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Ways To Personalize Your Rental

While rentals have their virtues (you don’t have to worry about maintenance, and you can move out with a lot less hassle), a sparsely decorated temporary living space can often feel a bit … soulless. You might have to make do with average appliances, budget finishes, and “Boring Beige” walls. It’s understandable that a rental is someone else’s investment (and as such it needs to be kept as inoffensive as possible to prospective tenants), it can also be a bit depressing coming home to a boring apartment. However, adding a little decor tune-up won’t hurt your security deposit, as long as you follow some simple rules.  Add your own charm and decorate your rental with these easy decorating ideas — ranked by how risky they can be for your security deposit.

Lowest-of-the-low risk: Add a rug, window panels or chair covers
The floor is one of the biggest surfaces in a home. Bringing in a colorful rug has huge impact, maybe even more so than painting a wall. A rug also helps protect the floors from damage, which is a plus as far as your security deposit goes. Choose a large carpet that has bold color, texture, or pattern.  Also, don’t overlook window panels, curtains or drapes, as they can offer much-needed privacy and style without ruining your budget. To add even more color and interest to a room, consider coordinating the rug or curtains with matching chair covers or pads.

Low risk: Create a gallery wall
A photo wall is a relatively simple way to bring a lot of personality to a room without causing much damage. While there may be nail holes, they can easily be filled in before you end your lease. Another option is to use stick-on picture hooks, 3M command products or push-pins; all of which promise damage-free hanging. (Note that these work best with lightweight pieces).

Low risk: Adjust the light
Most overhead fixtures cast harsh light, creating weird shadows that make everything look odd. If your only source of illumination is a fluorescent overhead light fixture, try adding some lighting at eye level or higher.  By using table lamps, plug-in sconces, and floor lamps, you can create a more intimate, home-like feel to your rental.

Low risk: Add a mirror
Mirrors can do wonders for a rental.  Try covering wall space with trendy, yet affordable styles, like the sunbeam patterns that are all the rage.  They can make a rental look a little more contemporary and less dated.

Medium risk: Replacing hardware
Swapping out the handles and knobs of cabinets for more stylish options can be a simple task. It’s usually just a matter of loosening a few screws and tightening a few others. However, it’s probably wise to get permission from the owner before changing out the hardware.The only downside is that you risk damaging the cabinet’s finish while installing the new knobs. You can keep track of the original hardware by storing it in a labelled Ziploc bag in case the owner wants to re-attach them after you move out.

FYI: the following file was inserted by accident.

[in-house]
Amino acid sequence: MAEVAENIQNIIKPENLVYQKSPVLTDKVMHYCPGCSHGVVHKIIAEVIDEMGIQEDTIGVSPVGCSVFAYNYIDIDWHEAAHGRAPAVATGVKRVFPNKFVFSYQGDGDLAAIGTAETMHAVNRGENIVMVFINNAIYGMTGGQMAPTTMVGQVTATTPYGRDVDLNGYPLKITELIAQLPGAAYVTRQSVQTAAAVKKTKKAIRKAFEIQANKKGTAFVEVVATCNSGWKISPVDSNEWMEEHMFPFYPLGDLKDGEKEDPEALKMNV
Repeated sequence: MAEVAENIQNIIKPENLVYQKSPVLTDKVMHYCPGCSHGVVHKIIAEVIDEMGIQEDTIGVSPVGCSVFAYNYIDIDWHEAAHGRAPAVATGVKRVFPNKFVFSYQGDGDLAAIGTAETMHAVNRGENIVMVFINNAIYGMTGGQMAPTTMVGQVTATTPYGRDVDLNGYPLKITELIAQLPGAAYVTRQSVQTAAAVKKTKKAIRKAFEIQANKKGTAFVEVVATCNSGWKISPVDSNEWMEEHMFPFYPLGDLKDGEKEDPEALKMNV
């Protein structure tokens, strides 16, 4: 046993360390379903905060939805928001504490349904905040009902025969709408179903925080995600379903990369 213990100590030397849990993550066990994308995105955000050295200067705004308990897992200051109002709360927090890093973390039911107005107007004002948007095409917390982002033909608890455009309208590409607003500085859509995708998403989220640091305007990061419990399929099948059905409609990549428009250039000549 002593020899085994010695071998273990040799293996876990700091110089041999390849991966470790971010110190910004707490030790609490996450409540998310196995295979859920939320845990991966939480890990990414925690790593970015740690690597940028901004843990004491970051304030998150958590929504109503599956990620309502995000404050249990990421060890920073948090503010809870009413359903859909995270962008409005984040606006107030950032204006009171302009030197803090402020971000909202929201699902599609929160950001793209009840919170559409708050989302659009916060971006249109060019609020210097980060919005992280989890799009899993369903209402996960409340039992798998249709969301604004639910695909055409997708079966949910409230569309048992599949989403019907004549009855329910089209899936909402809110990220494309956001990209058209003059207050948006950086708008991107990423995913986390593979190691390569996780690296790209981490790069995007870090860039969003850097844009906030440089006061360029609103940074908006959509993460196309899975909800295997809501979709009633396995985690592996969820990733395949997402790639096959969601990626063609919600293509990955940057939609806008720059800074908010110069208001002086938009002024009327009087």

Medium risk: Decals
On the surface, adding temporary decals to a wall seems as though it should be a low-risk endeavor, right? They even have the word “temporary” in the product name! But with so many options on the market, it’s hard to be certain you’re not going to end up with a decal that acts more like duct tape and peels off a layer of paint when it’s time to remove that inspiring silhouette of a tree. A hint? Test a small decal in an inconspicuous spot first. That way, you’ll know what you’re dealing with when it’s move-out time.
High risk: Paint
Paint is temporary but generally frowned upon by landlords. All it takes is one tenant with a penchant for highlighter-lime-green paint that bleeds through several coats of primer to make a landlord flat-out refuse paint for future tenants. However, the no-paint rule might not be as non-negotiable as you think. First, take another look at your lease. It might be that you can paint, assuming you clear the color with your landlord first. Or you can paint, but it can’t be a strong color. (Just make sure your paint project has been approved by the landlord before you start.)
When you do approach your landlord about the paint issue, it’s best to wait until you’ve established a history as a good tenant. Also, have paint samples ready just in case you get a quick “no.” Show your landlord exactly what color you plan to use and where you’ll use it. You might have to compromise on your vision — few landlords would be OK with you painting a room bright red, for example. Offering up a pale gray, light blue, or soft yellow is a little less intimidating. (You can also promise to repaint the space back to its original color, right? Right.)

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